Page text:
Animals At War

The last post that I did has had amazing viewing figures. You must all be animal lovers, Marley and Buddy did look great with their bandanas.

We have a dedicated building to cover the massive input that animals have had in wars. From WWI and WWII up to the present day. Most people know about pigeons, dogs and horses as they are the ones normally associated with wartime. But there are many other animals that have played their part, if only as mascots who gave a little bit of home comfort. We do not glorify war, but wish to make a tribute to the animals that gave, and still give to us, the greatest loyalty, and when needed the ultimate sacrifice. 

I think that possibly pigeons have saved the most lives during both world wars. In WWI they really were an essential form of communication with vast fields of pigeon coops on fields in France.

In WWII they still had important roles, so much so that a pigeon parachute was designed to enable them to be dropped out of planes at a specific site for the Resistance to quickly receive messages and send communications back to the UK. In WWII every heavy bomber plane that took off in the UK had a pigeon on board to fly back with the precise position if the plane had to ditch or crash land.

Such was the value placed on pigeons they were frequently shot by the Germans as the came, or went over the English Channel. If you were caught with a pigeon on occupied territory you were executed.

During WWI horses were in great demand and were taken from farms and private ownership to be used by the army for transportation of equipment and supplies. Vehicles couldn't manage the muddy terrain but the plucky horses and mules somehow managed. Often it would take up to 12 hours to clean a horse of mud. The Royal Army Veterinary Corps was always on hand to treat wounded horses and mules. In WWI in England elephants were sometimes used to plough fields in the absence of the horses that the farmer had lost to the war cause. In those days circuses had animals performing, but nobody went to a circus for entertainment during wartime so the animals were put to good use.

Dogs were used for many purposes. They were trained to take messages from trench to trench, some dogs had been trained to trail a new communication line to where it was needed. There were the Mercy dogs who found the wounded and dying on the battlefields and stayed with them until help arrived, giving the comfort of companionship to the scared soldiers. Some of these dogs carried a first aid kit in a satchel for wounded soldiers to treat their own wounds where possible. Just a few of the many roles they played.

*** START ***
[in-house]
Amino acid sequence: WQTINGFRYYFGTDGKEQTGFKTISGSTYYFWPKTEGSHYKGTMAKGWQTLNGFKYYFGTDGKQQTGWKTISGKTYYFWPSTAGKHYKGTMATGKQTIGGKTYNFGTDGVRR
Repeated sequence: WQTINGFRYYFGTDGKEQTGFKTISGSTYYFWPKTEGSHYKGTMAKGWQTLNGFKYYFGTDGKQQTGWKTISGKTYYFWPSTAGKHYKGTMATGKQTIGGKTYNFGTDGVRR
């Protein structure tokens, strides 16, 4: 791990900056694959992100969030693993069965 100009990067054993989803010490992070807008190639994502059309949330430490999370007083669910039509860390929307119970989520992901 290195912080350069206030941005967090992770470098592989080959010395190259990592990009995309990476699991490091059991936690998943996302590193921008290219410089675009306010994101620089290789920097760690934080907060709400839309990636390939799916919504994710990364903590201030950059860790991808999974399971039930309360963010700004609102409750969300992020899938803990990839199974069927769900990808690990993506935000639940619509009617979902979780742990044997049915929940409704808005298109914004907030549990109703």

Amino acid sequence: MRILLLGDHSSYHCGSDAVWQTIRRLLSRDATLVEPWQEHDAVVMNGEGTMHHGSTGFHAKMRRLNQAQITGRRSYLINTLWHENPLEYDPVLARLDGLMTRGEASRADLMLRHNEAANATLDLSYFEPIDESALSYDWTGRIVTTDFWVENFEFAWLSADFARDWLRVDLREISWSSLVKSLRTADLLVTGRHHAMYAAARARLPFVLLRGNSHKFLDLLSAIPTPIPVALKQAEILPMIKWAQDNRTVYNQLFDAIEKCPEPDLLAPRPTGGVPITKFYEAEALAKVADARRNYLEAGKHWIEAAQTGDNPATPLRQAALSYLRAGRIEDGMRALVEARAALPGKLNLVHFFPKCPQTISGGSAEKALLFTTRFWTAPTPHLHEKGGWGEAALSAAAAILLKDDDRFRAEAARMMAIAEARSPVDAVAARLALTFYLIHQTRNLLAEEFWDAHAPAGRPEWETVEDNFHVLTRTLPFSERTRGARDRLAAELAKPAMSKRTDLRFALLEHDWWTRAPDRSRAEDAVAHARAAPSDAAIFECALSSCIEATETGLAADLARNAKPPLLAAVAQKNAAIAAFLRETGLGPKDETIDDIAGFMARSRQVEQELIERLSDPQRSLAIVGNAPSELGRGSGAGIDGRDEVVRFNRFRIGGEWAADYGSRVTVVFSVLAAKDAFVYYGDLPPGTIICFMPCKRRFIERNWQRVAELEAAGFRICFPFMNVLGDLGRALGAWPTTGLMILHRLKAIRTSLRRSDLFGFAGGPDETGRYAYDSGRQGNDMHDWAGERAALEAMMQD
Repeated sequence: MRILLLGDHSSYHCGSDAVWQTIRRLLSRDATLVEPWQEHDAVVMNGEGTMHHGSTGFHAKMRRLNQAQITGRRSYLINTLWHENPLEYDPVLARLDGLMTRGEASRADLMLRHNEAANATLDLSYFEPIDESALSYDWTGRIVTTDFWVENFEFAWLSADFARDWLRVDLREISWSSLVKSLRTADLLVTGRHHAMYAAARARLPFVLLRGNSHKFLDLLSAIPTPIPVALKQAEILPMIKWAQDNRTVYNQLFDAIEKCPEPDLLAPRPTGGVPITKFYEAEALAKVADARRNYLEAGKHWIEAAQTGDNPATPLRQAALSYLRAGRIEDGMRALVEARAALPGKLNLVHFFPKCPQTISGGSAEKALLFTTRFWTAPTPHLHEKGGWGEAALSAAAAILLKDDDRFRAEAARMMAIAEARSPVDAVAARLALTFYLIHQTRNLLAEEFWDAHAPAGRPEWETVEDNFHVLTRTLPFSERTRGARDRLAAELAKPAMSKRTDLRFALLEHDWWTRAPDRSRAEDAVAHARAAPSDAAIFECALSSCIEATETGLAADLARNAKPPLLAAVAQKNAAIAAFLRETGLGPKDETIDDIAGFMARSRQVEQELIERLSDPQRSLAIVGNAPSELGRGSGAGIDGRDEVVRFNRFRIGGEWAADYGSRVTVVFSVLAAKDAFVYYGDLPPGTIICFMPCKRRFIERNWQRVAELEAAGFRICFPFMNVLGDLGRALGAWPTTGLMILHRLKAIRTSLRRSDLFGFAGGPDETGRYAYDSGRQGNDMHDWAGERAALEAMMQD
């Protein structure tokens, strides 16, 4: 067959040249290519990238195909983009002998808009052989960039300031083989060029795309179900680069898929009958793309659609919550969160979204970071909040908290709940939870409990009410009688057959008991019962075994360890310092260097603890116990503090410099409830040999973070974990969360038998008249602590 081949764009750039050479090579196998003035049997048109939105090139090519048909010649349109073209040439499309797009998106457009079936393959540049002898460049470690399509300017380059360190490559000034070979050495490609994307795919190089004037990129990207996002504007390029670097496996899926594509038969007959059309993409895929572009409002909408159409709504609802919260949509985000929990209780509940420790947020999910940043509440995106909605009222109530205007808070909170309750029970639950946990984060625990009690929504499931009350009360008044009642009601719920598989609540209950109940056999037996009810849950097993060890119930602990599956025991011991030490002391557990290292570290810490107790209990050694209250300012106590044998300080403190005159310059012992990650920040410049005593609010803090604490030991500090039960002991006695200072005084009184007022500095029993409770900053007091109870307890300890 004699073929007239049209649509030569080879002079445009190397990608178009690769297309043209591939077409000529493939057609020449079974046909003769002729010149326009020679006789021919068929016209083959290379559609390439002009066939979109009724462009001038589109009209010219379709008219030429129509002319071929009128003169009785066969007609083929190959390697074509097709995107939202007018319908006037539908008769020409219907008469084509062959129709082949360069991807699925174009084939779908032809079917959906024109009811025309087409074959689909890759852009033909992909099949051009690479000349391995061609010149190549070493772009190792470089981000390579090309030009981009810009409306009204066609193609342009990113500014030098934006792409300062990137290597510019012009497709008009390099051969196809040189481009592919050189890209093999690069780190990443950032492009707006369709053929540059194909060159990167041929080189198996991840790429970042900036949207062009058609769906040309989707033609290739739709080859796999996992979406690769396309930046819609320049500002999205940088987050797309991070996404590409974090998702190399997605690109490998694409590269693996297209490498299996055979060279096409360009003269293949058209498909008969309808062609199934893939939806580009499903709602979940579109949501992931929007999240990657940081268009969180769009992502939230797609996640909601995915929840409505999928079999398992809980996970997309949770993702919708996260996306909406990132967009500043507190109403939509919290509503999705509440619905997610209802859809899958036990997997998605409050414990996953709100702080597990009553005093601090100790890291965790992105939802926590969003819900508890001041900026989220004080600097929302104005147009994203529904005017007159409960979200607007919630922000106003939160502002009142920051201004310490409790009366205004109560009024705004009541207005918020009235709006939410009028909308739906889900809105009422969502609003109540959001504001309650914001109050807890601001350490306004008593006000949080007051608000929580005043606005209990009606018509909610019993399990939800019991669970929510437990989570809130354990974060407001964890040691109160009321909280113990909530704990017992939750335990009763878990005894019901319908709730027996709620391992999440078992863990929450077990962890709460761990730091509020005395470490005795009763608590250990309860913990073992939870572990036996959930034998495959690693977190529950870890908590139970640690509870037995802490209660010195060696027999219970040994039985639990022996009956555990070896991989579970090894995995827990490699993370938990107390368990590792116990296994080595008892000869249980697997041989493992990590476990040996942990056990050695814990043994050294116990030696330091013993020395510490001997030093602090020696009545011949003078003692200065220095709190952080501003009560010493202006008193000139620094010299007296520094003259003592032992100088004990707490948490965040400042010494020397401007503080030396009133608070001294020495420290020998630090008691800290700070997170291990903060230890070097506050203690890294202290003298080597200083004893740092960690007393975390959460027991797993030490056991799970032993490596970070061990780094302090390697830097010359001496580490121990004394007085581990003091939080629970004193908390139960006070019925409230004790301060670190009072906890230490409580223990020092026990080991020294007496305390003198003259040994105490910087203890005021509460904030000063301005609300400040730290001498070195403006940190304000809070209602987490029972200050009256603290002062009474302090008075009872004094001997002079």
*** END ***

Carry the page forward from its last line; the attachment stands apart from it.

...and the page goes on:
Mascots had the most varied types of animals. They became a little reminder to the servicemen of home life, and a distraction to the horrors of war. In the trenches they often had stray dogs and cats that became companions. Ships had cats, not only did they give affection to the sailors, but more importantly they kept the rats and mice down on the ship where food supplies were so valuable. Some of the cats had little hammocks made for them by the sailors. A few more mascots included; donkeys, goats, pigs, a fox cub, a parrot and bears. At Whale Island in Portsmouth they even had a Polar Bear given as a mascot.

Animals truly played, and still play important roles in warfare. It is only now that their bravery and sacrifice has been properly acknowledged with monuments and books. Many have been awarded the Dickin Medal for bravery, the ultimate award for the animals. If you visit us have a look at this department and see how much we owe the animals.


A very realistic model of a German Shepherd R.A.F Police dog.


The reading corner with booklets telling a little more about animals in wartime.

The reading corner.  The parachute dogs are still used today, an amazing story.

The Dickin Medal display.

Horses in wartime.

Every inch is covered with photos and amazing stories of animals in wartime.




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